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Reporter’s Notebook

Getting Near the Wrestling Ring

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Reporter’s Notebook

John Patella, left, and Anthony Velez

John Patella, left, and Anthony Velez

Baginiski

John Patella, left, and Anthony Velez

Baginiski

Baginiski

John Patella, left, and Anthony Velez

James Baginiski

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My journey into the world of professional wrestling essentially began on the tail end of a fantasy football championship loss to Anthony Velez. On a frigid night in early February, we met up at our favorite local dive bar in Bayonne, in part for drinks but mainly for him to gloat about his win.

We knock back a few Jack and cokes and talk about life: our kids, music and school. “I have to start this paper, but I don’t have a topic yet,” I tell him. I explain the premise and then it dawns on me. One half of my subject is sitting right in front of me. “You and John [Patella] are amateur wrestlers, right?” He corrects me: “Pro wrestlers.” “Right. Well, what if I did the story on you guys?” He agrees and we call Patella, who was apparently sleeping at the time. Never one to mince words, he says “Yeah, I don’t give a fuck.”

The following Saturday, the three of us pile into Velez’s car and head out to the training facility. On the ride, Velez and Patella bounce ideas off each other regarding character development and techniques. Velez makes a call to Marcus Jones to remind him of his role in next month’s show. At the time, Jones still seems a bit unsure but agrees to go along with it by the end of the call. “What’s he getting out of the deal?” I ask. “He owes me one, plus he’s gonna get a nice dinner out of it, too,” Velez says. “So like a date?” Patella asks jokingly.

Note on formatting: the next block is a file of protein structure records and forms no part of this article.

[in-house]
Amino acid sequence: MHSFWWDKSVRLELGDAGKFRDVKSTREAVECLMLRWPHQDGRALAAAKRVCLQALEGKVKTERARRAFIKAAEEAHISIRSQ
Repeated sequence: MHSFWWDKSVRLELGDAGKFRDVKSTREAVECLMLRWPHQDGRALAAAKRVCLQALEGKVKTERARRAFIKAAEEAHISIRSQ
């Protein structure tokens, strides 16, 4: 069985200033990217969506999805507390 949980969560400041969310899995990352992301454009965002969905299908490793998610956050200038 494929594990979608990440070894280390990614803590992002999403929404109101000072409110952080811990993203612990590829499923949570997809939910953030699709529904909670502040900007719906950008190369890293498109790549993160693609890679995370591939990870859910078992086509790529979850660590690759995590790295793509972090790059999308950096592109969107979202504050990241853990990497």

I mention that I have a few questions for the owner of the company. They tell me that I can’t reveal myself as a writer only for the slight chance that the owner might not go along with it. I don’t want to kill the story before it begins, so I comply.

We walk into the training center and I’m expecting to see dozens of wrestlers at work. There are six. I shake their hands and make way to the bleachers. It’s killing me that I can’t openly talk to anyone here about the paper. I occasionally take notes on my phone, pretending that I’m texting.

Half way through the training, Patella is matched up against a 16 year old half his size. He patronizes the young wrestler and allows him to get a few shots in . . . but then he gets bored. They lock up. Patella breaks the lock, picks him up by his legs and spins him around much like a parent playing with his 5 year old would. Patella lets go and he almost lands outside of the ring. You would expect a cheer from the onlookers, but everyone was stunned. The room was so quiet you could hear the electric hum of the fluorescent lights above the ring. The kid gets up and says “That was incredible.”  Everyone in the room nods in agreement.

With training done for the day, we start to head out. “So, what did you think?” Velez asks me. “Well, I can say I have a newfound respect for wrestlers,” I answer. Near the doorway, something catches my eye that I didn’t notice when we walked in. “Is that a damn coffin?”

Patella laughs. “Don’t ask.”

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Reporter’s Notebook